José Andrés isn’t shy. The Spanish chef is a big, boisterous presence—friendly, exuberant, a natural entertainer. He’s a culinary celebrity with bona fides, but last Thursday he wasn’t the one putting on the show in the back room of Bazaar Meat at the SLS. In front of a suited crowd of Southern Wine & Spirits invitees sipping Estrella Damm beer, Andrés introduced a man who gives him “the chills when he comes to the restaurant.” A man who makes the veteran chef nervous in the kitchen. Not a critic but a mentor, a chef widely regarded as one of the greatest culinary minds of the current era: Ferran Adrià.
You’re forgiven if you don’t know that name. While Adrià is at the top of the A-list among food circles, he doesn’t have the vast empire of Nobu Matsuhisa, the branding of Gordon Ramsay or the IMDb resume of Tom Colicchio. He’s never owned a restaurant in the U.S., and his Michelin three-star El Bulli on Spain’s Costa Brava was only open six months every year, despite endless requests for tables and its designation as the No. 1 restaurant in the world for five years between 2002 and 2009. “Was” is the operative word here, because Adrià closed the restaurant in 2011 to start a foundation under the same name dedicated to the exploration of creativity and the study of food. During an hour-plus lecture translated from Spanish last week, Adrià gave us a peek into that project, the restaurant that made him famous and his far-wandering mind.
He started with the basics: what El Bulli was and what it wasn’t. It was opened as part of a mini-golf course and named after the original owners’ French bulldogs. It later became a destination for haute cuisine that played freely with texture and flavor for an experience that was as much interactive theater as it was dinner. “It wasn’t a restaurant,” Adrià said. It was a place to “look for the limits of food.”
Every year, he explained, they started from scratch, with new recipes, concepts and preparations. When El Bulli was open, 75 staffers served 50 people per night. “We never tried to be a business,” he said. “We tried to be a vanguard, and a vanguard shouldn’t make money.”
As Adrià continued, white-coated chefs from Andrés’ kitchen gathered at edges of the private dining room, stealing a couple of minutes to listen to the renowned chef muse on the changing face of fine dining, his many projects and his fascination with the history of cuisine.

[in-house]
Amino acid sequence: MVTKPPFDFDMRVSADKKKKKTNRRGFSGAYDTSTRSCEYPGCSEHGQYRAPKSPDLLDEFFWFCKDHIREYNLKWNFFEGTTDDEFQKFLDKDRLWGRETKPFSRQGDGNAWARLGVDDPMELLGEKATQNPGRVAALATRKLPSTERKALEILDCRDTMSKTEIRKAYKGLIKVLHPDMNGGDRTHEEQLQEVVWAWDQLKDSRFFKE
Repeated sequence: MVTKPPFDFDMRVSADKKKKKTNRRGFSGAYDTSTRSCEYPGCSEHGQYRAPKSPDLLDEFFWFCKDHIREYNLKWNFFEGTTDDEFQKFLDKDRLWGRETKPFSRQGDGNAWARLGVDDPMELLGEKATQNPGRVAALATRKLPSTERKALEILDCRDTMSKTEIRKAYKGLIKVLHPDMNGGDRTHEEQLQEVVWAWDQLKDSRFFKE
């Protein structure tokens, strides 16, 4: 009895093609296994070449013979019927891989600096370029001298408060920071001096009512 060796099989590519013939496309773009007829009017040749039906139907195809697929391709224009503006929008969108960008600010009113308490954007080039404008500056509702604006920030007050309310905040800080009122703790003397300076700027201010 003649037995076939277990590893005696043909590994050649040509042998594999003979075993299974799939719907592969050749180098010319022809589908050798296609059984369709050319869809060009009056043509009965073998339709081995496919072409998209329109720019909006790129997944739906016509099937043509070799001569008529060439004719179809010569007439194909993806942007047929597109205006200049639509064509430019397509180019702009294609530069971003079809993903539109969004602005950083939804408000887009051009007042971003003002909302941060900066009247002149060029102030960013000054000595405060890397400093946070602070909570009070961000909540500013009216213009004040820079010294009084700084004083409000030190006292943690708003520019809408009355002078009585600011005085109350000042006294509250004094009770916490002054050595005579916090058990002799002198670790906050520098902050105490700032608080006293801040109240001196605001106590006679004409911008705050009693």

“When did it start?” Adrià asked the crowd, segueing into human evolution, agriculture and early man’s cooking skills.
Soon he was rubbing tomato on and drizzling olive oil over a piece of bread to make us reconsider what cooking really is. “Pan con tomate is one of the best things in the world. I like to go home and make something simple,” he said, before pointing out the complexity behind even this typical Spanish dish—the work of making the olive oil, baking a loaf of bread, growing a luscious tomato.
“Who cooks?” Adrià asked, suggesting that in some ways, we all do, whether we’re channeling the olive into an encapsulated liquid or creating the perfect bite of tomato and bread.
Even with the sentence-by-sentence translation it was an engrossing evening, part anthropology lecture, part culinary school, part history lesson. But what resonated most wasn’t the musing over what makes a vegetable (in Colombia, the chef said, avocados are considered fruit) or the visions for Bullipedia (a digital encyclopedia of modern food knowledge). It was the master chef’s sheer enthusiasm for the creative unknown. His persistent wonder in even the smallest details of the culinary world.
Adrià held a small bowl of honey up to the light. “Honey is magic, because the animals make it for us,” he said.
Sweet, delicious magic.